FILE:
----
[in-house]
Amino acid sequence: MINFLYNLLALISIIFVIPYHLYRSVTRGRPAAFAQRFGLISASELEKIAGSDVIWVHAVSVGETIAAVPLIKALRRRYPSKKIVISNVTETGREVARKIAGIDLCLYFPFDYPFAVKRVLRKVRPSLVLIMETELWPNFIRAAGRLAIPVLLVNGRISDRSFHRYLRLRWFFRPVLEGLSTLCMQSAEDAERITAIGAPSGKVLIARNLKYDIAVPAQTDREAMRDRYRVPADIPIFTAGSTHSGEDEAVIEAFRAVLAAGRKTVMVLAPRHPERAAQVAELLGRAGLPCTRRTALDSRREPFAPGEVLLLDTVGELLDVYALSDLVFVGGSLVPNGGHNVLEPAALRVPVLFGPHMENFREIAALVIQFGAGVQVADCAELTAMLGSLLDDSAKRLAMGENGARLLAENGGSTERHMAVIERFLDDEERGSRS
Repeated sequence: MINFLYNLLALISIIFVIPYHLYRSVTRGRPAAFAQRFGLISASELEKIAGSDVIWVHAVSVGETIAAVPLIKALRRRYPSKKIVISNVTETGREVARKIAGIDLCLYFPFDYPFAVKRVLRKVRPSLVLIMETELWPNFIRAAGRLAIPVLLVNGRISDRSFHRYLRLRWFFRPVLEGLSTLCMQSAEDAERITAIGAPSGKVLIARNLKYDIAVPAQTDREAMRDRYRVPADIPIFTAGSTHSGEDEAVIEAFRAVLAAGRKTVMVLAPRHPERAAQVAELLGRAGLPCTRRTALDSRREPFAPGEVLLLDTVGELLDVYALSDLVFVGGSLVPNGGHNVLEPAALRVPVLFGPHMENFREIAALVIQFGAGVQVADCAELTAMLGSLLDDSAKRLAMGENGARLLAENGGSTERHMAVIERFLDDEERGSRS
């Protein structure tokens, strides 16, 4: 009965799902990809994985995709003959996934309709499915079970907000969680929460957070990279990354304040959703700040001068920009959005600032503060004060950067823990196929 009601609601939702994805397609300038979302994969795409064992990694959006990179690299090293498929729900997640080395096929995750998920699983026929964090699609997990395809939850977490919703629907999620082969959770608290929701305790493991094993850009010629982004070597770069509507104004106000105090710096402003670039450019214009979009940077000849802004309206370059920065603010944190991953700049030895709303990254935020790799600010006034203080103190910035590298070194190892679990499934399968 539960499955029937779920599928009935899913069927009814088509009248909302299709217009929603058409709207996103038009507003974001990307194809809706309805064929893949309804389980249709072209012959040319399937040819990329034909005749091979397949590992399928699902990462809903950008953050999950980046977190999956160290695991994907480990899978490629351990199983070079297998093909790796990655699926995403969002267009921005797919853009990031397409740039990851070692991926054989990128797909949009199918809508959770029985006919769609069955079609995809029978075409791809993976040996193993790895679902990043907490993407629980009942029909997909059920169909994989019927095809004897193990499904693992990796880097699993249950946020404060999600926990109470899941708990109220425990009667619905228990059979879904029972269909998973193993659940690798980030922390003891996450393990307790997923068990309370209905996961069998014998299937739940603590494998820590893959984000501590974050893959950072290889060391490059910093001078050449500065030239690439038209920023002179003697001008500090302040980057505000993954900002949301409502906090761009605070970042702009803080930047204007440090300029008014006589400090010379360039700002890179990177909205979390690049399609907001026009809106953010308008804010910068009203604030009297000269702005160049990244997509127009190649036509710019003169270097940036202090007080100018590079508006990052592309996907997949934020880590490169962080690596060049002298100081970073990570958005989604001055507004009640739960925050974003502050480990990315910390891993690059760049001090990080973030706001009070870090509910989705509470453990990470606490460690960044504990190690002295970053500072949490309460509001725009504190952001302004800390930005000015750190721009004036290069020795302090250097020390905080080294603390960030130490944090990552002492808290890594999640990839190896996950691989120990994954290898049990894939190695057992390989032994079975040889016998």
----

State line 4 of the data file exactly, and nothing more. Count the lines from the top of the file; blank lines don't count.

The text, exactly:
């Protein structure tokens, strides 16, 4: 009965799902990809994985995709003959996934309709499915079970907000969680929460957070990279990354304040959703700040001068920009959005600032503060004060950067823990196929 009601609601939702994805397609300038979302994969795409064992990694959006990179690299090293498929729900997640080395096929995750998920699983026929964090699609997990395809939850977490919703629907999620082969959770608290929701305790493991094993850009010629982004070597770069509507104004106000105090710096402003670039450019214009979009940077000849802004309206370059920065603010944190991953700049030895709303990254935020790799600010006034203080103190910035590298070194190892679990499934399968 539960499955029937779920599928009935899913069927009814088509009248909302299709217009929603058409709207996103038009507003974001990307194809809706309805064929893949309804389980249709072209012959040319399937040819990329034909005749091979397949590992399928699902990462809903950008953050999950980046977190999956160290695991994907480990899978490629351990199983070079297998093909790796990655699926995403969002267009921005797919853009990031397409740039990851070692991926054989990128797909949009199918809508959770029985006919769609069955079609995809029978075409791809993976040996193993790895679902990043907490993407629980009942029909997909059920169909994989019927095809004897193990499904693992990796880097699993249950946020404060999600926990109470899941708990109220425990009667619905228990059979879904029972269909998973193993659940690798980030922390003891996450393990307790997923068990309370209905996961069998014998299937739940603590494998820590893959984000501590974050893959950072290889060391490059910093001078050449500065030239690439038209920023002179003697001008500090302040980057505000993954900002949301409502906090761009605070970042702009803080930047204007440090300029008014006589400090010379360039700002890179990177909205979390690049399609907001026009809106953010308008804010910068009203604030009297000269702005160049990244997509127009190649036509710019003169270097940036202090007080100018590079508006990052592309996907997949934020880590490169962080690596060049002298100081970073990570958005989604001055507004009640739960925050974003502050480990990315910390891993690059760049001090990080973030706001009070870090509910989705509470453990990470606490460690960044504990190690002295970053500072949490309460509001725009504190952001302004800390930005000015750190721009004036290069020795302090250097020390905080080294603390960030130490944090990552002492808290890594999640990839190896996950691989120990994954290898049990894939190695057992390989032994079975040889016998």